County residents vexed by ETZ law

By Jack King

About 30 people attended a City Commission meeting Thursday night to ask the city to rescind its extraterritorial zoning ordinance.
Commissioners voted 5 to1, with one abstention, not to approve the request. Commissioner Gloria Wicker voted “no” and Commissioner Robert Sandoval abstained, explaining that he had not been on the commission when it first considered the ETZ ordinance.
Commissioners approved an ETZ ordinance in February 2002, setting subdivision regulations for one mile outside city limits. But county resident George Shepman argued Thursday that the ordinance was a hastily written, poorly edited version of the county’s subdivision regulations that has many problems.
“If the city feels compelled to have an extraterritorial zone, we in the county feel we should have a say in how it’s made,” Shepman said.
Tom Taylor told the commissioners that easements set by the ordinance were a taking of private property.
“The issue is us not having representation for an unnecessary ordinance,” he said.
Mayor David Lansford told the audience that under state law the city could have created an ETZ that stretched five miles beyond city limits, but it decided to extend the zone for only one mile.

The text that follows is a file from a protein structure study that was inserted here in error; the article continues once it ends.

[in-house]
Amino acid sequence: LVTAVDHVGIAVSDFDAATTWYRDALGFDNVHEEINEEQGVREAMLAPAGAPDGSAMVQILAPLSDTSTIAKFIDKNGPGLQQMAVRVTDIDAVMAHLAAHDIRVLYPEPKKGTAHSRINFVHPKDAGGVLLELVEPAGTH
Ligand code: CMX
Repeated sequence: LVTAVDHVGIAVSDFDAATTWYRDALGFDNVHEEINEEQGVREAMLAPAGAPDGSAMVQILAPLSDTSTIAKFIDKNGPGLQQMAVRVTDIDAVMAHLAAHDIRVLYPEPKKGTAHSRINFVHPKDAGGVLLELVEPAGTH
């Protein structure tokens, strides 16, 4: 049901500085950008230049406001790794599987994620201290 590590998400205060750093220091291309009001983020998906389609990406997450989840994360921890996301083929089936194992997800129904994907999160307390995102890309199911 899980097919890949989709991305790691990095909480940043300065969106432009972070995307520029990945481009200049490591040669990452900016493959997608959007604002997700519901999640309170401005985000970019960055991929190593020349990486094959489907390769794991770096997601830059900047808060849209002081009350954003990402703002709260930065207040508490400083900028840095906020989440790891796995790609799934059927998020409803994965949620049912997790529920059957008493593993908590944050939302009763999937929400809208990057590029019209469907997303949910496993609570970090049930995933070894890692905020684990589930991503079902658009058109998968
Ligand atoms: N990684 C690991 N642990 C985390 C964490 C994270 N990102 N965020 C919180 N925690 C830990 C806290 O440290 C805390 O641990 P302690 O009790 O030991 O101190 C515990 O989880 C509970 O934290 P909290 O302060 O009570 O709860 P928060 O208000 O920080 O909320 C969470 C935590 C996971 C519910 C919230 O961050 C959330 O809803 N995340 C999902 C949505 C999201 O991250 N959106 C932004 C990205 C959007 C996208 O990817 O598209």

City Attorney David Richards said prior to the ETZ ordinance, the city had never indicated to its Planning and Zoning Commission what standards to apply to a subdivision. If the city were to rescind its ordinance, it would be back to “an ad hoc situation, where it’s an open question every time somebody wants to develop a subdivision,” he said.
Commissioner Kevin Duncan said the city negotiated easements from developers in the five-mile zone beyond the city limits before the passage of the ordinance. The ordinance is an attempt by the city to develop standards, so that when the city annexes developments it doesn’t have to spend tax money to bring them up to code, he said.
He told Shepman he would be willing to reconsider the ETZ ordinance, if Shepman could get the County Commission to cooperate with the city.
“The County Commission has its faults, but we in the county are a lot more happy with it, right now, than we are the city,” Shepman said.